In 1967 the Beatles song “When I’m Sixty-Four” appeared on the now iconic Sgt. Pepper album, and many, including this writer, considered age 64 “old.” (Of course, I was only 12, but 64 was old at that time.)
But when General Norman Schwarzkopf recently died at age 78, I did not consider him old.
So what happened to change my view of when old age begins?
Well for starters, I got old along with the 76 million Americans born between 1946 and 1964 who are affectionately known as “baby boomers.” Boomers transformed America at every stage of life. Unfortunately, our nation was totally unprepared for all the change we brought every step of the way and now is no different.
Last year at an Aging in America conference, Ken Dychtwald, CEO of the consulting firm AgeWave, summed it up like this:
“We weren’t prepared for the boomers,” he said. “There weren’t enough hospitals or pediatricians. There weren’t enough bedrooms in our homes. There weren’t enough schoolteachers or textbooks or playgrounds. The huge size of this generation has strained institutions every step of the way.”
Then Dychtwald compared his New Jersey high school, with such overcrowding that students had to go to classes in shifts, to what’s in store for aging baby boomers in the coming decades.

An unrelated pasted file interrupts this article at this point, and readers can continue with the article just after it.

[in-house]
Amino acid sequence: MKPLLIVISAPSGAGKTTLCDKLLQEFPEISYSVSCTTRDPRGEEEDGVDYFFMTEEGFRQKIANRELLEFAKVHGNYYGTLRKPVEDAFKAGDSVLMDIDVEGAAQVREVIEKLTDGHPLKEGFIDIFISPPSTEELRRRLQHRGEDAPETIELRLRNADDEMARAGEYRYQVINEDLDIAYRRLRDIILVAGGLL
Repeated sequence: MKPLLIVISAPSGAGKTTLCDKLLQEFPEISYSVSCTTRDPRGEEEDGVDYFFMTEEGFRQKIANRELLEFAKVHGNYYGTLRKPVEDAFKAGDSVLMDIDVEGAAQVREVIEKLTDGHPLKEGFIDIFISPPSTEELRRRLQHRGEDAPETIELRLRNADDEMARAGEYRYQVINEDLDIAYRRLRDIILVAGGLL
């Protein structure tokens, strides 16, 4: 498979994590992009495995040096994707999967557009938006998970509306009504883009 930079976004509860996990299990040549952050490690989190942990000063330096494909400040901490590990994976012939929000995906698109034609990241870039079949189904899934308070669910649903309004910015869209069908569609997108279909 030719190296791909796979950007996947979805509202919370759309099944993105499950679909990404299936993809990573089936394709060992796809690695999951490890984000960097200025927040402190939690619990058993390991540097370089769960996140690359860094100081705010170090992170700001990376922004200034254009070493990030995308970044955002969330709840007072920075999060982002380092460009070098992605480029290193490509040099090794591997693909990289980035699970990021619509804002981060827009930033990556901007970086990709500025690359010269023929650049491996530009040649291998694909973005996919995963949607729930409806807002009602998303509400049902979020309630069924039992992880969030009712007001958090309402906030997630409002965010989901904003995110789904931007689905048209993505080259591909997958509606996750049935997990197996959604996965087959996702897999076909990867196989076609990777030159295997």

“The boards of education had 13 years to see this coming. What was the surprise there?” said Dychtwald. “But it’s the same today with senior care and geriatric medicine and continuum of care. It’s staggering how unprepared we are.”
Yes, it is staggering indeed — and, as the saying goes, “we ain’t seen nothin’ yet.”
Every time I go to a medical procedure that is not covered by insurance, I have a much better experience. While this is not unusual or unexpected, I am always surprised at the difference. Today, I went to the dermatologist to have some skin treatment and to have them look at some spots on my face. Grand total: $75 out of pocket but more importantly, the treatment I got going to the side of the office that was self-pay was so different than the treatment received on the other side where the insurance patients sat.